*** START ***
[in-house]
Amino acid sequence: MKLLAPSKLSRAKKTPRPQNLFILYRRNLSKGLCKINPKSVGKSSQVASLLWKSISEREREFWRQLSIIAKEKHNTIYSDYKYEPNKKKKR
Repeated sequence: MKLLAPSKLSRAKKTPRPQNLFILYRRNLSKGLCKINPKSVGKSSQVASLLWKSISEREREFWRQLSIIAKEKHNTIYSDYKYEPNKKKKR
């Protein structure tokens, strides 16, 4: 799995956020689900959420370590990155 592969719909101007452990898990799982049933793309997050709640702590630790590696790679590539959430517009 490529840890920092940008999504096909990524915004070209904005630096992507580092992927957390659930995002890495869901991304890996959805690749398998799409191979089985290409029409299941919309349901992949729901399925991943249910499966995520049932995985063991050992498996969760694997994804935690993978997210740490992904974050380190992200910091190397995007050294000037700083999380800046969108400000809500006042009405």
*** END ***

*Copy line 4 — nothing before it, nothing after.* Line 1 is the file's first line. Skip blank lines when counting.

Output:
């Protein structure tokens, strides 16, 4: 799995956020689900959420370590990155 592969719909101007452990898990799982049933793309997050709640702590630790590696790679590539959430517009 490529840890920092940008999504096909990524915004070209904005630096992507580092992927957390659930995002890495869901991304890996959805690749398998799409191979089985290409029409299941919309349901992949729901399925991943249910499966995520049932995985063991050992498996969760694997994804935690993978997210740490992904974050380190992200910091190397995007050294000037700083999380800046969108400000809500006042009405």